This happens, because you have multiple ports connecting switch 1 and switch 2 together.
The root guard ensures that the port on which root guard is enabled is the designated port. Normally, root bridge ports are all designated ports, unless two or more ports of the root bridge are connected together. If the bridge receives superior STP Bridge Protocol Data Units (BPDUs) on a root guard-enabled port, root guard moves this port to a root-inconsistent STP state. This root-inconsistent state is effectively equal to a listening state. No traffic is forwarded across this port. In this way, the root guard enforces the position of the root bridge.
I want to protect the “main loop” (switchs 1 2 3 and 4), and I don’t want switch 5 or 6 to become STP root.
So I’ve enabled root guard (the red points on the map).
Maybe the links speed seems strange, but it is required (There is a lot of bandwidth needs between switches 1, 2, 5, 6, on a specific VLAN).
According to the default MSTP costs, Sw1 Port-Channel 1 and Sw2 Port-Channel 1 are the root ports.
Unfortunately, the root guard protected ports are moving to the root-inconsistent STP state.
Do you have an idea why?
Is it because switch 1 is receiving BPDU from switch2, but on the following path: Sw2 -> sw6 -> Sw5 -> sw1?
Any recommendation to solve this issue?
Thanks in advance,
It can be possible that in port where you have enabled root gaurd is not a designated port,As Reza pointed correctly root gaurd needs to be enabled on root bridges where all your ports are designated ports.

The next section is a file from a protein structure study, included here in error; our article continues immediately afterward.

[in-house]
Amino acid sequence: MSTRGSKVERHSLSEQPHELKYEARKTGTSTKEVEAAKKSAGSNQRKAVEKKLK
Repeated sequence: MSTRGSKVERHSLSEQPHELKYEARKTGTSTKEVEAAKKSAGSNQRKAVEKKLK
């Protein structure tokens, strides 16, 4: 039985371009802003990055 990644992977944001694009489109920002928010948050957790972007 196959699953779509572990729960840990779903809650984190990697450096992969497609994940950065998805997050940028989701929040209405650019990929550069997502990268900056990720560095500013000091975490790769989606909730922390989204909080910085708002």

Check out the spanning tree status on both the switches about the bridge and port roles and then enble root gaurd on this switches,If not a root briedge then make these switches as root bridge with tuning pirority of the bridges.
Yes, I've read the Spanning Tree Protocol Root Guard Enhancement paper from Cisco, and, in fact, I've setup Root Guard following the reading of this document.
Yes Reza, the design is a little weird.
There are DWDM links between the 2 buildings, that is why the links between sw1 – sw3 and sw2 – sw4 are only 1G. The bandwidth is higher between switches 1, 2, 5 and 6 because of high bandwidth needs for servers connected to these switches, on a specific VLAN.
“Normally, root bridge ports are all designated ports, unless two or more ports of the root bridge are connected together.”
As mentioned, I run MSTP, and Switch 1 is root of the first MSTP instance; Switch 2 is root of the second MSTP instance. I set low bridge priorities to ensure this on the switches. So.. I have 2 roots
From my understanding, switch 1 Po2 should not be the root port.
According to MSTP default costs (10G: 2000 ; 4G: 5000 ; 2G : 10 000 ; 1G : 20 000):
Switch1 is receiving BPDU from switch2 (root of the second MSTP instance) from both Po1 and Po2.
From Po1, it should receive BPDU with a cost of 0.
From Po2, it should receive BPDU with a cost of 5000+2000 = 7000
So Po1 should be the RP.
But from my understanding sw2 BPDU can be received from sw1 po1 and Po2, because of the loop.
Does that mean we should not use Root Guard on a port if there is a loop (that is to say another path to the Root bridge)? The Cisco paper example is not showing an example with a loop (if there were 2 links to their switch D, for instance).
In your opinion, how can I prevent the third party switches from becoming root, in this situation?
This is actually a pretty cool feature, i didn't even know it existed until I was looking for a solution to advertise a subnet (prefix in BGP talk), only if a certain condition existed. This is exactly what conditional advertisements does
j ai une question j ai achete un routeur cisco 887VA-k9 , je le configuré avec la configuration ci- dessous
si je le lier avec mon pc portable sur l un de ses ports directement ça marche toute est bien ( la connexion internet + m...
Attached policy provides CLI access to the Cisco 4G router over text messaging. Two files are in the attached .tar file:
2. PDF with instructions on how to load and use the .tcl file.